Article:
07/22/2010 01:20 pm ET Updated May 25, 2011

Think Again: Economist, Heal Thyself

The president's approval numbers are lower than ever, particularly on the economy. A year after President Barack Obama's political honeymoon ended, his job approval rating dropped to a negative 44-48 percent, his worst net score ever. American voters say by a narrow 39-36 percent margin that they would vote for an unnamed Republican rather than President Obama in 2012, according to a Quinnipiac University poll. And as Republican consultant Mark McKinnon writes in The Daily Beast:

The economy is the number one issue on American's minds. And a year and half into the Obama administration, the public is already impatient with the president's handling of the economy. In a Bloomberg poll, 71 percent say that we're still in a recession no matter what economists may say. And in a CBS poll, 51 percent of respondents say they expect effects of the recession to last two more years.

So everyone agrees that things are not going well and a majority of people appear to believe it to be Obama's fault. Thing is, the economy is really complicated. Everybody knows that unemployment is unacceptably high, but if you casually follow the issue in the media, you'll find little consensus on what's really going on, much less what's to be done about it.

One would hope that economists might shed light on this problem. But there's a problem with economists -- or most of them anyway -- which is that they don't like or even much try to understand politics. Let me give you an example.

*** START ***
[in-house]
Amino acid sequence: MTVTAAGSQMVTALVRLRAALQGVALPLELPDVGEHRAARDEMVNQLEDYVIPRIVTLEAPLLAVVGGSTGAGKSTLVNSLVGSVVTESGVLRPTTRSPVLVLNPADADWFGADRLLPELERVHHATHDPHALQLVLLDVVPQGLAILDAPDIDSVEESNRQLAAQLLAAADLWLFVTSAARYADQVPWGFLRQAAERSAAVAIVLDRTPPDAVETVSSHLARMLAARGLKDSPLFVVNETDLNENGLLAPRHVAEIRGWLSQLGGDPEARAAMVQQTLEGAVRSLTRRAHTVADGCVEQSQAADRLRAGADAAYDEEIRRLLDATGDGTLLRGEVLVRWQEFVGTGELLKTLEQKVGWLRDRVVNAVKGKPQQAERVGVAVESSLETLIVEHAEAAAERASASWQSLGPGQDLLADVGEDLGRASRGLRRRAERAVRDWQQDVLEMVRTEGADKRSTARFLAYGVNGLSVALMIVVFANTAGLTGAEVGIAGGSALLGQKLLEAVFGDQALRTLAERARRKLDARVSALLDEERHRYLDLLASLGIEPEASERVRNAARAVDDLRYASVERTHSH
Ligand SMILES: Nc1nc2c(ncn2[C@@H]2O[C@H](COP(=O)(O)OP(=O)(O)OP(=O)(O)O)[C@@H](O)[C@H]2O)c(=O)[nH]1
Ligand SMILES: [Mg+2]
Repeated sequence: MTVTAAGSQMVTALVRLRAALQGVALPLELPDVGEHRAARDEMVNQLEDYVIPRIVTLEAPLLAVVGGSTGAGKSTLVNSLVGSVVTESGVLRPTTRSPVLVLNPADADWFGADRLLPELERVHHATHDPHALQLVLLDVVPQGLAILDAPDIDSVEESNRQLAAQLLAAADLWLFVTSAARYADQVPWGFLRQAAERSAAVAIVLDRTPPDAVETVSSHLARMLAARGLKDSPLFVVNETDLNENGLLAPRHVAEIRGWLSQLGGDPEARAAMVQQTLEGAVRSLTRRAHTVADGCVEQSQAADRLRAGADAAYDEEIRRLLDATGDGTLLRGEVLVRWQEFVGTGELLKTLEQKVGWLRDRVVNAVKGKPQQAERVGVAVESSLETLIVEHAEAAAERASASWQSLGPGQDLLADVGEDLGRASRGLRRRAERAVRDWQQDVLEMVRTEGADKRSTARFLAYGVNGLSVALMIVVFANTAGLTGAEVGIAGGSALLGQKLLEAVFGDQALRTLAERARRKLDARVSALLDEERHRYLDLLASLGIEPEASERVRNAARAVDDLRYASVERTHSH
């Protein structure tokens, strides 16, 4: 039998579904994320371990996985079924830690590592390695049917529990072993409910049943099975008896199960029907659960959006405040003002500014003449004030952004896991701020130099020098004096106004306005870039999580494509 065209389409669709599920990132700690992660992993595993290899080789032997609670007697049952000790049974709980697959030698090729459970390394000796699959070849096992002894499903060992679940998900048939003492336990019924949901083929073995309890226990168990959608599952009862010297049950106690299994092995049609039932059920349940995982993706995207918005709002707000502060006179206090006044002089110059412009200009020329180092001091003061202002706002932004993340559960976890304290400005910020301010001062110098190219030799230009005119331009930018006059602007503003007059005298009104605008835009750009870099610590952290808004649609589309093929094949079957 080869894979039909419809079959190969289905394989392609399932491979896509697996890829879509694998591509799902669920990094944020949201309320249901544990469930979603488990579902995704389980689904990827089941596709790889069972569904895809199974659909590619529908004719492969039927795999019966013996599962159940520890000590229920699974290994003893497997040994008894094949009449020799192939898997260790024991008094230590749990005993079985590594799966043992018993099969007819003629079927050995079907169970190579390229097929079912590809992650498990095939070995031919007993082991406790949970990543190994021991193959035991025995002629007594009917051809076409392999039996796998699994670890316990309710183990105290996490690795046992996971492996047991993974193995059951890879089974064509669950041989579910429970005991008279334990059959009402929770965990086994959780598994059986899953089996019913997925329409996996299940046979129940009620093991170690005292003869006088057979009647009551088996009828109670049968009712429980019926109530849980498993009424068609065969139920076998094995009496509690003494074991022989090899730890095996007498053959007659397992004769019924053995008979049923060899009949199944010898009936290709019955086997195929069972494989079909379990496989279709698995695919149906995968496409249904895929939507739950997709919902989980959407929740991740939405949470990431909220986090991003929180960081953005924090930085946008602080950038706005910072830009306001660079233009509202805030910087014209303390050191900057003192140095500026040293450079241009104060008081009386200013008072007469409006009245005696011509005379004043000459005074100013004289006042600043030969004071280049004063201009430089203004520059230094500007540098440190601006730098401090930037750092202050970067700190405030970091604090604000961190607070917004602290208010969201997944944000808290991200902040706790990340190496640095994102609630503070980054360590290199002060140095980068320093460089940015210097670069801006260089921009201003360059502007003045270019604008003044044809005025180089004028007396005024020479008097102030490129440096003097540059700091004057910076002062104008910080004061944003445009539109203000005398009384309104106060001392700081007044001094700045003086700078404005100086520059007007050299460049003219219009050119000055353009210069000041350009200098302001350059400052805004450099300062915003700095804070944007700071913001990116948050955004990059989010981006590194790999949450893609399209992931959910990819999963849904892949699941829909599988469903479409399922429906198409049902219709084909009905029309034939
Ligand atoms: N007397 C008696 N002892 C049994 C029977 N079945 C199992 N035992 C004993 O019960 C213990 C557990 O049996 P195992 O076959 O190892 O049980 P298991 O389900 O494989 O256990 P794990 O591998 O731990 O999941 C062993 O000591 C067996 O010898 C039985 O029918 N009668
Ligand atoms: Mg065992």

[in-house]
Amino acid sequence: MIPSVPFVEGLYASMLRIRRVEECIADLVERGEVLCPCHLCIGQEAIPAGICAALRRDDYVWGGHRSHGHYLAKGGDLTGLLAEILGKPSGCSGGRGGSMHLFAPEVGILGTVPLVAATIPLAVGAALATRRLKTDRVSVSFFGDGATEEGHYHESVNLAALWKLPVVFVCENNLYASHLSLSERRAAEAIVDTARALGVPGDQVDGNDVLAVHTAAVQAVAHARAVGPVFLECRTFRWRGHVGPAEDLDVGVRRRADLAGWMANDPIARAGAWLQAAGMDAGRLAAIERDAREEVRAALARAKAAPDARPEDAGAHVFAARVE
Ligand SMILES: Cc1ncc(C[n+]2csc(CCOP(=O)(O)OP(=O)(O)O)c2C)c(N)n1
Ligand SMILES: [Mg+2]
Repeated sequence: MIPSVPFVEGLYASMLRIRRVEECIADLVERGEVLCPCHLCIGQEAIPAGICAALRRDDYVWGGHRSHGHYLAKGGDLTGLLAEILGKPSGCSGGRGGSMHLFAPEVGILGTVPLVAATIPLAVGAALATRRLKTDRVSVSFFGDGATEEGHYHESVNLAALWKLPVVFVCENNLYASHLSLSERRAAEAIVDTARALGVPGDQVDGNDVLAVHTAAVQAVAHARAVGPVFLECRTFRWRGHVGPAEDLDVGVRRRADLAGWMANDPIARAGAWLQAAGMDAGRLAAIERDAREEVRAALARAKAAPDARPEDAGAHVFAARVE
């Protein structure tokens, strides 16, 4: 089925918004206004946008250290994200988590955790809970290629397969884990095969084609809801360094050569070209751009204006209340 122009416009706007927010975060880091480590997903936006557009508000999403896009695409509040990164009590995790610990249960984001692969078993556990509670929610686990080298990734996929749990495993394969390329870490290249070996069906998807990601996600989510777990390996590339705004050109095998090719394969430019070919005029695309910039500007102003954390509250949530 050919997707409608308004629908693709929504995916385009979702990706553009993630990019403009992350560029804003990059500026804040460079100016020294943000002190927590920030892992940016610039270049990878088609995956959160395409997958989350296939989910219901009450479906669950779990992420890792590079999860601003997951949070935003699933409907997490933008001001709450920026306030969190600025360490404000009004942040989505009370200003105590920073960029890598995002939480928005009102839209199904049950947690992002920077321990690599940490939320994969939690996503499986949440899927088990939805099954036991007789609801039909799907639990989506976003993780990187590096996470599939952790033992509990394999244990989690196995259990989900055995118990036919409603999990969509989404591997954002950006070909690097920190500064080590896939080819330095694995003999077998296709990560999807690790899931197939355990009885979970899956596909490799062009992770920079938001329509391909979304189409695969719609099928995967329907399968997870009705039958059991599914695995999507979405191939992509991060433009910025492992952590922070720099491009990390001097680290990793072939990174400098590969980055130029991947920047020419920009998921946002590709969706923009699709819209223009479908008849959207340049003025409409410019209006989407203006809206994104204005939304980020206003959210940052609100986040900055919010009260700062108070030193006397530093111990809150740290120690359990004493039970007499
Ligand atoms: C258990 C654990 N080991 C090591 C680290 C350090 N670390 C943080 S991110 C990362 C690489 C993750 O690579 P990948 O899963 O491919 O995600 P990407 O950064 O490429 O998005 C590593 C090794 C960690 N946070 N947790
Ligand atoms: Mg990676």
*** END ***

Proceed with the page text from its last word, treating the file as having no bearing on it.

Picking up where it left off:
I happened to spend an hour or so this weekend attending a lecture at a local synagogue by the much-lauded economist Nouriel Roubini on the fate of the U.S. and global economies. The man has quite the resume, and has earned himself the reputation of being a "prophet" and a "sage" after long being called a "Cassandra" for his frequent pre-crash predictions that the housing market threatened global prosperity. He is now putting those admirable labels to use as the chairman of Roubini Global Economics and the author of what he calls "a crash course in the future of economics."

My attendance, however, was pretty much a waste of time. This wasn't because Roubini said nothing of any value. Rather it's just that I could have read pretty much everything he said in this column in about two minutes and stayed home and gone swimming with my kid. (It was an awfully hot weekend.)

But he did say a few things in his talk that I found both annoying and disturbing--and these have more to do with economics than politics. First off was Roubini's consistently stated belief that "politicians" got in the way of sound economic policy. This is undoubtedly true often, if not all of the time, but it misunderstands the point of economic policy in a democracy.

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